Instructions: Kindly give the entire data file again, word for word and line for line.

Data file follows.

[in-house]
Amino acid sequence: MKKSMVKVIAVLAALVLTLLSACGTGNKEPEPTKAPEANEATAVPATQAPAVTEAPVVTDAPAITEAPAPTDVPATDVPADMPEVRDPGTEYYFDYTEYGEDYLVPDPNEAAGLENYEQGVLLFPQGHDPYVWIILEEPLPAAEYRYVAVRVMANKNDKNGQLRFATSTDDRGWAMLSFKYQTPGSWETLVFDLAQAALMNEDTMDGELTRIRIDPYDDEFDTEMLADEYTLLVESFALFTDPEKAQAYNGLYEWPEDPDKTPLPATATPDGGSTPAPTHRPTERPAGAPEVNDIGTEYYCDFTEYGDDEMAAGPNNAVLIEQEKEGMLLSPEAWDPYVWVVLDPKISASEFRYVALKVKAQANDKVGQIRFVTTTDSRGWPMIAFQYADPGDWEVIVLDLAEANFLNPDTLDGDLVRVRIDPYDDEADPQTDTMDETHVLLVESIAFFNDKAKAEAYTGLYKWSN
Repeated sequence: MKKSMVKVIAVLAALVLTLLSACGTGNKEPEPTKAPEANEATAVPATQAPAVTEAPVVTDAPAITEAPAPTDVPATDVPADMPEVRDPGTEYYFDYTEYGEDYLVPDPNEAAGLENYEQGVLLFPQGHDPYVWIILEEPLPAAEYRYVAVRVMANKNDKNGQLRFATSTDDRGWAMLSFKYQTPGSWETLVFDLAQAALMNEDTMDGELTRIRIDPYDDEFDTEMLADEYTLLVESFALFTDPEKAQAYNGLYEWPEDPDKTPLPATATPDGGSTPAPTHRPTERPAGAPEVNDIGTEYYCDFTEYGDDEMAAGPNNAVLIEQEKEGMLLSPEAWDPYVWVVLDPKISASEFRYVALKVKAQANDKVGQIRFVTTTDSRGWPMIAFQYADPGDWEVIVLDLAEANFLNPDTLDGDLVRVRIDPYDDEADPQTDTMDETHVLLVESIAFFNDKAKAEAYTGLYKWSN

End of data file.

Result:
[in-house]
Amino acid sequence: MKKSMVKVIAVLAALVLTLLSACGTGNKEPEPTKAPEANEATAVPATQAPAVTEAPVVTDAPAITEAPAPTDVPATDVPADMPEVRDPGTEYYFDYTEYGEDYLVPDPNEAAGLENYEQGVLLFPQGHDPYVWIILEEPLPAAEYRYVAVRVMANKNDKNGQLRFATSTDDRGWAMLSFKYQTPGSWETLVFDLAQAALMNEDTMDGELTRIRIDPYDDEFDTEMLADEYTLLVESFALFTDPEKAQAYNGLYEWPEDPDKTPLPATATPDGGSTPAPTHRPTERPAGAPEVNDIGTEYYCDFTEYGDDEMAAGPNNAVLIEQEKEGMLLSPEAWDPYVWVVLDPKISASEFRYVALKVKAQANDKVGQIRFVTTTDSRGWPMIAFQYADPGDWEVIVLDLAEANFLNPDTLDGDLVRVRIDPYDDEADPQTDTMDETHVLLVESIAFFNDKAKAEAYTGLYKWSN
Repeated sequence: MKKSMVKVIAVLAALVLTLLSACGTGNKEPEPTKAPEANEATAVPATQAPAVTEAPVVTDAPAITEAPAPTDVPATDVPADMPEVRDPGTEYYFDYTEYGEDYLVPDPNEAAGLENYEQGVLLFPQGHDPYVWIILEEPLPAAEYRYVAVRVMANKNDKNGQLRFATSTDDRGWAMLSFKYQTPGSWETLVFDLAQAALMNEDTMDGELTRIRIDPYDDEFDTEMLADEYTLLVESFALFTDPEKAQAYNGLYEWPEDPDKTPLPATATPDGGSTPAPTHRPTERPAGAPEVNDIGTEYYCDFTEYGDDEMAAGPNNAVLIEQEKEGMLLSPEAWDPYVWVVLDPKISASEFRYVALKVKAQANDKVGQIRFVTTTDSRGWPMIAFQYADPGDWEVIVLDLAEANFLNPDTLDGDLVRVRIDPYDDEADPQTDTMDETHVLLVESIAFFNDKAKAEAYTGLYKWSN